Artist Captures Beauty of the Brain
Greg Dunn, a trained neuroscientist, has spent hours examining nerve cells under the microscope. Within the complex networks of neuron branches, he discovered unexpected beauty — and a new calling.
Dunn collaborated with applied physicist Brian Edwards and Carnegie Mellon University’s John Pyles on “Self Reflected,” his most ambitious work to date. The National Science Foundation (NSF) funded the project.
The culmination of their two-year effort is an 8’ x 12’ gilded microetching of a sagittal slice of the human brain. An interactive element mimics the brain activity of the viewer using reflective technology created by a process similar to that used to make microchips.
The piece recently debuted at the Franklin Institute in Philadelphia as part of its permanent collection.
“I have never been involved with something like this before. It was a unique opportunity to work on a collaborative project which is an incredible combination of cutting-edge scientific techniques and art,” said Pyles, a research scientist in the Dietrich College of Humanities and Social Sciences’ Psychology Department and Center for the Neural Basis of Cognition (CNBC).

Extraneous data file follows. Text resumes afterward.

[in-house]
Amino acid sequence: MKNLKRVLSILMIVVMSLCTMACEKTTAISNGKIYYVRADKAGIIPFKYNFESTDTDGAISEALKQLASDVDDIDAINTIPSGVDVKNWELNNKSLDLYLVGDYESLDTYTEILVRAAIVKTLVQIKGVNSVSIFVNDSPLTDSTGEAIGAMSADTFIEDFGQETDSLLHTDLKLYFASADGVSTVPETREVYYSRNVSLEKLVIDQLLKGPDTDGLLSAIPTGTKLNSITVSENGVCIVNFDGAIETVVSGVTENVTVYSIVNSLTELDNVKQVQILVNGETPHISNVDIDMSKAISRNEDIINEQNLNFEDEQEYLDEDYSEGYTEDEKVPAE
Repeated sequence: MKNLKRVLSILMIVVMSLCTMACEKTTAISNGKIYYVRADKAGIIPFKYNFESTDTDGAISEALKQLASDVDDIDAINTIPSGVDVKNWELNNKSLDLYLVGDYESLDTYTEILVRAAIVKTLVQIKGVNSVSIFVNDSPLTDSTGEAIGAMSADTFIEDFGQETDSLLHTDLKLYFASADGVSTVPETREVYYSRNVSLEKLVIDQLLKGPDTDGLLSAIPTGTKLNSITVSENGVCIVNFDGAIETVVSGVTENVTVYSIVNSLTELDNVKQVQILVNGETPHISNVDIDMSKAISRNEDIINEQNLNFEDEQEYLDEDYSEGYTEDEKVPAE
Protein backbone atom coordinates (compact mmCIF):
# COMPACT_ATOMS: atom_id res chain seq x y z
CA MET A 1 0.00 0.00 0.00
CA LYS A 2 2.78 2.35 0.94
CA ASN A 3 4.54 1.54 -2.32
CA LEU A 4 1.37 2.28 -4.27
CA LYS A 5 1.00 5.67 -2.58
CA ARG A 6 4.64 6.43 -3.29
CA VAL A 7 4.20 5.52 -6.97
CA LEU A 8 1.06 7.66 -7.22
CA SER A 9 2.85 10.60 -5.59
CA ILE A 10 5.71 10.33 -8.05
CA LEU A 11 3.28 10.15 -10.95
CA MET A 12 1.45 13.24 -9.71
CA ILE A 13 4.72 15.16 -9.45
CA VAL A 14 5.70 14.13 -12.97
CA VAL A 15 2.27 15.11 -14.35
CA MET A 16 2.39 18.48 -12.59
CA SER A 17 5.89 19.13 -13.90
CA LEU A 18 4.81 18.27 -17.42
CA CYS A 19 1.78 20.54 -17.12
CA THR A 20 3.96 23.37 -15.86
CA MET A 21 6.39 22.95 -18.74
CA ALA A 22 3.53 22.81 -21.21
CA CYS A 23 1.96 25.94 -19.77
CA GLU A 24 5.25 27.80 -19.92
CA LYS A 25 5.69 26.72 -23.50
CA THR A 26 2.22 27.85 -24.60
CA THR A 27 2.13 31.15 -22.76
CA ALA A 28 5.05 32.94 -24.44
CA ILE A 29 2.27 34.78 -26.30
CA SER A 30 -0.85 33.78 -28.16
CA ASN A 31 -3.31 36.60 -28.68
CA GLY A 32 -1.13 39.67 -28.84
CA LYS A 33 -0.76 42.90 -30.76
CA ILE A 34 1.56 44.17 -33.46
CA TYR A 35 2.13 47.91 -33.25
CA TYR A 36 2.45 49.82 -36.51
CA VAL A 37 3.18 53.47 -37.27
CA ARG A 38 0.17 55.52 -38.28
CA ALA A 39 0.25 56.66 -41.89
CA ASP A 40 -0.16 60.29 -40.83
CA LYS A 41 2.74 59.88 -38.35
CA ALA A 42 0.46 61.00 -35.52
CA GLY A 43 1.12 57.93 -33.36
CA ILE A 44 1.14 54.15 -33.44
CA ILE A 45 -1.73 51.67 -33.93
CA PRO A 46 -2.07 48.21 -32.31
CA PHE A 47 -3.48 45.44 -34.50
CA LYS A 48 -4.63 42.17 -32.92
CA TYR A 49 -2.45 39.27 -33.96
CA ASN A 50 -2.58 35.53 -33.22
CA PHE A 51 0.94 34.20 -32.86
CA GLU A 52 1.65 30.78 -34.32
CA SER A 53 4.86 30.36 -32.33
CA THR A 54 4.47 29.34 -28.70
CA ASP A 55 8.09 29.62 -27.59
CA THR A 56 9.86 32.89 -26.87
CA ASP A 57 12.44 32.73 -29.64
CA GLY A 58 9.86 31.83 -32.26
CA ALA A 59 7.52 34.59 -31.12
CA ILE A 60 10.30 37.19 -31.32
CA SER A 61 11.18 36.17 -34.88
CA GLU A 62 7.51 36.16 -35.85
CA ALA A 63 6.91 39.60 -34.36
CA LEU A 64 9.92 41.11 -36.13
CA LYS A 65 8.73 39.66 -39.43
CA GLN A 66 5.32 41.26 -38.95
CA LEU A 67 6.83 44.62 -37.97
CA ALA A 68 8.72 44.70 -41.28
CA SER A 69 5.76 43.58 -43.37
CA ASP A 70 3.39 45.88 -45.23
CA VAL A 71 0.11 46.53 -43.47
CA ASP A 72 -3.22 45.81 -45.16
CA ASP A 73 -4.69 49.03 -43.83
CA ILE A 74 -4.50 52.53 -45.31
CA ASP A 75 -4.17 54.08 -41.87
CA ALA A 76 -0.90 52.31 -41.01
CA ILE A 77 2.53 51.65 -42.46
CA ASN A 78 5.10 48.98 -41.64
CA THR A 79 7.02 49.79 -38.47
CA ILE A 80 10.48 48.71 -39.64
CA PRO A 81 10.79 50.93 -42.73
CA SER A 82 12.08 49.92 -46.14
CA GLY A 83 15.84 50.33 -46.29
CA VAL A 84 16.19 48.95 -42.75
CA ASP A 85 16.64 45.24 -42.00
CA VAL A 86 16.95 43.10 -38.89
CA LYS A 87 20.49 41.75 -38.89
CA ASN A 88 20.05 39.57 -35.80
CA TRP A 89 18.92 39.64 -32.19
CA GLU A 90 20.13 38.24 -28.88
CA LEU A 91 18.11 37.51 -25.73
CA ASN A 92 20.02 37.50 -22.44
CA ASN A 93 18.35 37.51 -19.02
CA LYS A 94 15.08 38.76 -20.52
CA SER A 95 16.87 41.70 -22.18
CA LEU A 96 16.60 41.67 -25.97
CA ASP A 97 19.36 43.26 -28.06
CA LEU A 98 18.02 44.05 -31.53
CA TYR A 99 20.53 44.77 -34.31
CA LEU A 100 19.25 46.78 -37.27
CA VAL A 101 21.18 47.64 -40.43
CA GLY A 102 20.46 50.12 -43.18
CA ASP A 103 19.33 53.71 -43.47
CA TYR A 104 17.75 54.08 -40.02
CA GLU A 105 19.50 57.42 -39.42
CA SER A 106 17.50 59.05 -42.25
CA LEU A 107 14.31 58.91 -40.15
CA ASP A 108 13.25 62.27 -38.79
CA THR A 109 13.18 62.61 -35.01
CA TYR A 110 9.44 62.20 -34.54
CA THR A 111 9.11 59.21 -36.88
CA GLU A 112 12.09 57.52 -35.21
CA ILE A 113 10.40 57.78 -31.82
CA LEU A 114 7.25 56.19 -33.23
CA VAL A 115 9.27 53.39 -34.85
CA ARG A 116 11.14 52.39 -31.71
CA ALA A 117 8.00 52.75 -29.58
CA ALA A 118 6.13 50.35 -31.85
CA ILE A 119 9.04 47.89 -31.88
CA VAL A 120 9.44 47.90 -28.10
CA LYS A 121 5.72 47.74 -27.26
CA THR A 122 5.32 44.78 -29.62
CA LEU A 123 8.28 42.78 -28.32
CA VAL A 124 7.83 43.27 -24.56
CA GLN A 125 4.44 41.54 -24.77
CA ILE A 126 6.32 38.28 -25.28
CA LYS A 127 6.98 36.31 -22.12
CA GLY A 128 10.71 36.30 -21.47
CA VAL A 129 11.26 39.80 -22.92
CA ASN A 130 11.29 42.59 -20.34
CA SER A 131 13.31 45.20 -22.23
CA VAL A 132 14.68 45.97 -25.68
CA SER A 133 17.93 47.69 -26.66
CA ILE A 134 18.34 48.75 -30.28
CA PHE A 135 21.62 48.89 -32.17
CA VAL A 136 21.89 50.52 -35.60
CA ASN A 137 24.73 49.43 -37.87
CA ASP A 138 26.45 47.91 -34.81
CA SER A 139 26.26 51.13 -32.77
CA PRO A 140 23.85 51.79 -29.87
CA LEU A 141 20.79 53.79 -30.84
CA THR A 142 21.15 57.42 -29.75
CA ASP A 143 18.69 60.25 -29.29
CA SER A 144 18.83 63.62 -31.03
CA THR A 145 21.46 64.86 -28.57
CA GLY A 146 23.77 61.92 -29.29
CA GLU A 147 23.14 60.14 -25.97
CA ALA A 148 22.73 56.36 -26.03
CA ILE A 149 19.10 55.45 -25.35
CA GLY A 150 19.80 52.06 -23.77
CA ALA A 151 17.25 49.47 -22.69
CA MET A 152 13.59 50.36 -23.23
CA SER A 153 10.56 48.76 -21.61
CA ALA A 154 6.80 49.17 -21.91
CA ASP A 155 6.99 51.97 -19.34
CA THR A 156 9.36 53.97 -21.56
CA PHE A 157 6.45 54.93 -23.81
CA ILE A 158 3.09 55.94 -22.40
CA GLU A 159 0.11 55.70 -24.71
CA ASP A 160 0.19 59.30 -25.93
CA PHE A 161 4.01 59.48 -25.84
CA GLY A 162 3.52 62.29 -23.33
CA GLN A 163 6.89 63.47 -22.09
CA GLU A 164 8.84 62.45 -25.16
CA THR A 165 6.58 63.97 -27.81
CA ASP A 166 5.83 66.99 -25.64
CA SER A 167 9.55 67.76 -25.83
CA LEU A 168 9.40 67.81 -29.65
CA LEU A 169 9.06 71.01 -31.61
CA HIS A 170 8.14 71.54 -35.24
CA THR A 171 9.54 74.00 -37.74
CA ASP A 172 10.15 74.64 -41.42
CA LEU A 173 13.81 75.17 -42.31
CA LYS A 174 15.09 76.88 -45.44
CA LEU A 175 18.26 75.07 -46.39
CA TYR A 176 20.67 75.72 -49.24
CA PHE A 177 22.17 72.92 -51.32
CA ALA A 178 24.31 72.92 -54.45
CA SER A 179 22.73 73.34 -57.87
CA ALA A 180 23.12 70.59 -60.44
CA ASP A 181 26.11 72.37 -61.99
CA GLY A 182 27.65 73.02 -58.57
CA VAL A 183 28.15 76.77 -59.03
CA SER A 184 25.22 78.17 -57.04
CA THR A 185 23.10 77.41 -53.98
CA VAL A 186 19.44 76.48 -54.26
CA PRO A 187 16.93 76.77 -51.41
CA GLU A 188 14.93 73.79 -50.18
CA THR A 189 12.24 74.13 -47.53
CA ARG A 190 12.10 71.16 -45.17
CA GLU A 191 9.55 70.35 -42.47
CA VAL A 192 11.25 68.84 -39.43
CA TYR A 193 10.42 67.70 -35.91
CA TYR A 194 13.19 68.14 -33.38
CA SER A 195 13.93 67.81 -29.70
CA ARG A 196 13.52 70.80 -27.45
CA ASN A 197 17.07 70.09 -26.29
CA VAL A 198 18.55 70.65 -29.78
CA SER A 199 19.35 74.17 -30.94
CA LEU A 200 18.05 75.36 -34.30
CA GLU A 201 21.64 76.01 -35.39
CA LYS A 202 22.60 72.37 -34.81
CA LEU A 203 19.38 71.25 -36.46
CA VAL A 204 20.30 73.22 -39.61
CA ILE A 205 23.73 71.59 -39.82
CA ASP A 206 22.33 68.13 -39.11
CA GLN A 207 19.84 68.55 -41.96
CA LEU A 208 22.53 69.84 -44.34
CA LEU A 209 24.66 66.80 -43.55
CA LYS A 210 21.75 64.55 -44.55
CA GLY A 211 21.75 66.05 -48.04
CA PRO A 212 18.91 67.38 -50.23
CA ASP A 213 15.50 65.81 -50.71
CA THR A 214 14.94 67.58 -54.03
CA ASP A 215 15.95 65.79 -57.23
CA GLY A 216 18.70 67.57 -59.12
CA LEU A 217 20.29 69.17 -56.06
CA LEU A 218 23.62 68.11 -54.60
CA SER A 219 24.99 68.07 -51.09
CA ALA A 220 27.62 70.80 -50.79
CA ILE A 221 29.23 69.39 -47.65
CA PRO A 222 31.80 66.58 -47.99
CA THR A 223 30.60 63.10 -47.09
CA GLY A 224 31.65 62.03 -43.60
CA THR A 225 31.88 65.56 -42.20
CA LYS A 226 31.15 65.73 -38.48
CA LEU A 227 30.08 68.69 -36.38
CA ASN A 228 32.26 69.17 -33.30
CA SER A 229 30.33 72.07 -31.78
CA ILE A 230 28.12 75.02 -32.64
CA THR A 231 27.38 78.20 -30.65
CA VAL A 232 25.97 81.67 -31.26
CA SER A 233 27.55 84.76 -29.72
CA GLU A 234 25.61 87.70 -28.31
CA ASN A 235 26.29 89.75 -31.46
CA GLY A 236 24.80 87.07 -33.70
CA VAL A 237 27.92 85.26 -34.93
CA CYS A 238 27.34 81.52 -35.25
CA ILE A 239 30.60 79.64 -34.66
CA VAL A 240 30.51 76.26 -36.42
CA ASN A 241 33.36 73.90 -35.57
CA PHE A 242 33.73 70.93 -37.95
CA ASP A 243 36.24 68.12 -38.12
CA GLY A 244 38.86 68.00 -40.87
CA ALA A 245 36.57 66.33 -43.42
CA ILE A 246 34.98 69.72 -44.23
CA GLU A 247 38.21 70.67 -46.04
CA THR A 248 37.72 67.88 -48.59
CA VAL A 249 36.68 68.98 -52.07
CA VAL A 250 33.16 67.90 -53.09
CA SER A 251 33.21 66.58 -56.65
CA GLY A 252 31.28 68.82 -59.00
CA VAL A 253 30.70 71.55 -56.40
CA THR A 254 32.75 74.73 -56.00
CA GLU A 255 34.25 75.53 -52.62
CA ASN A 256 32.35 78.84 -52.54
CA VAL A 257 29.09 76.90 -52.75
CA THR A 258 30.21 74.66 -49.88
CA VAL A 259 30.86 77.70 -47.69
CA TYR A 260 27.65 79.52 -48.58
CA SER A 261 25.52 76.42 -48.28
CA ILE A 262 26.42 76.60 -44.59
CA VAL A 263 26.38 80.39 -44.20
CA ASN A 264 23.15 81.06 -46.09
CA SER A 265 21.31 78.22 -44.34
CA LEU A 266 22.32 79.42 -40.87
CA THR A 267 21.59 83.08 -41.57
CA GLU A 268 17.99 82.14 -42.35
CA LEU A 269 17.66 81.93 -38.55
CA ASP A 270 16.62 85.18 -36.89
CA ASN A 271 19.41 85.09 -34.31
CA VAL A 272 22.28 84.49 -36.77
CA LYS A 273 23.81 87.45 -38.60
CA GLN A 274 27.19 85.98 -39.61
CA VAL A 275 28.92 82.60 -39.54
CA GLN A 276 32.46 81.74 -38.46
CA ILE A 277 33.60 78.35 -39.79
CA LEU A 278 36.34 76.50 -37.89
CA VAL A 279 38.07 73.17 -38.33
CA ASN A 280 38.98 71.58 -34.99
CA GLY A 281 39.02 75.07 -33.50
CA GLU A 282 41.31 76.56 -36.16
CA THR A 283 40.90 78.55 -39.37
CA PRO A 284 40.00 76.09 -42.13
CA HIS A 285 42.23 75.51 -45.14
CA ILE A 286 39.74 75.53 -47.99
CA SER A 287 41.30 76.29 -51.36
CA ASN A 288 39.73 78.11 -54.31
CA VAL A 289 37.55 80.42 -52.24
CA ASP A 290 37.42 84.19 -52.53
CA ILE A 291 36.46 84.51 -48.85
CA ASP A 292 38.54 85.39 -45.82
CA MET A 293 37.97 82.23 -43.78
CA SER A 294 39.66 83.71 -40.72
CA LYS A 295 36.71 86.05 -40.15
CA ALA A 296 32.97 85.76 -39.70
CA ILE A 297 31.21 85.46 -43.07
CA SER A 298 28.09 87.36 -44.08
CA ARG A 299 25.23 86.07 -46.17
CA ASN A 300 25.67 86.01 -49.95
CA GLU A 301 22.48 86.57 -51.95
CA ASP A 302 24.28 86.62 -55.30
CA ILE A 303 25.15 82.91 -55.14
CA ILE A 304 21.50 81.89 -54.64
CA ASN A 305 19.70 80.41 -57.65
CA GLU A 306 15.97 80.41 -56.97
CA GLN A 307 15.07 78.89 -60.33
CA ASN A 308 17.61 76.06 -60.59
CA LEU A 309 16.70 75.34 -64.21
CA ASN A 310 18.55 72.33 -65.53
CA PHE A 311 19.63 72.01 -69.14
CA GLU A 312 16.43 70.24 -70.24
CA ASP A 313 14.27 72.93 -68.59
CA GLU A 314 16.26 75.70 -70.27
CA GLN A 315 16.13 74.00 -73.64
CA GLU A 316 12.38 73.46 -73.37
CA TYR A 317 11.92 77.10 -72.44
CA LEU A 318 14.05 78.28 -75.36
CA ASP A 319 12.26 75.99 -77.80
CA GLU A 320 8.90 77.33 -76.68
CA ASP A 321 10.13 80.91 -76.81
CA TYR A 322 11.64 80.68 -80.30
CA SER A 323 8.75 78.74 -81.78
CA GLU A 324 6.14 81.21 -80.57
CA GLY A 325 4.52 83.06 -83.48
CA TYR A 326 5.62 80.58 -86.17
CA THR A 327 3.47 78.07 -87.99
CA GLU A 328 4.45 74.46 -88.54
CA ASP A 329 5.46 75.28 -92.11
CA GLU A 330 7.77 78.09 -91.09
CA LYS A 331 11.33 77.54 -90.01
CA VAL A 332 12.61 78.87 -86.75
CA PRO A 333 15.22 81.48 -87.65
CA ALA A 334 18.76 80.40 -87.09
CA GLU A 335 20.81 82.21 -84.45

He contributed his expertise in anatomical and diffusion MRI, as well as images and white matter connectivity data from his own brain.
Pyles acquired the data with a technique called diffusion spectrum imaging (DSI), a specialty of the Cognitive Axon (CoAx) Lab directed by Assistant Professor of Psychology Timothy Verstynen. Kevin Jarbo, a Ph.D. student in neuroscience, performed the tractography analysis using computer algorithms to map physical connections in the brain.
“The very specific nature of how we required data would have been difficult if not impossible to procure without CMU’s state of the art facilities and stockpiles of imaging data from John’s brain that we were able to source for this project,” said Dunn. “We are grateful to CMU for the opportunity to collaborate and to enrich this important project designed to change the perspective of the average person as to the functioning of the brain.”
Dunn has a longstanding relationship with CMU: Winners of the Andrew Carnegie Prize in Mind and Brain Sciences receive his artwork. Michael Tarr, head of the Psychology Department, commissioned a series of his neuroscience-themed paintings to display in Mellon Institute. And his work was highlighted at “Neurons and Memories,” a 2014 exhibit at CMU’s Miller Gallery curated by Patricia Maurides in the School of Art.
By Emily Stimmel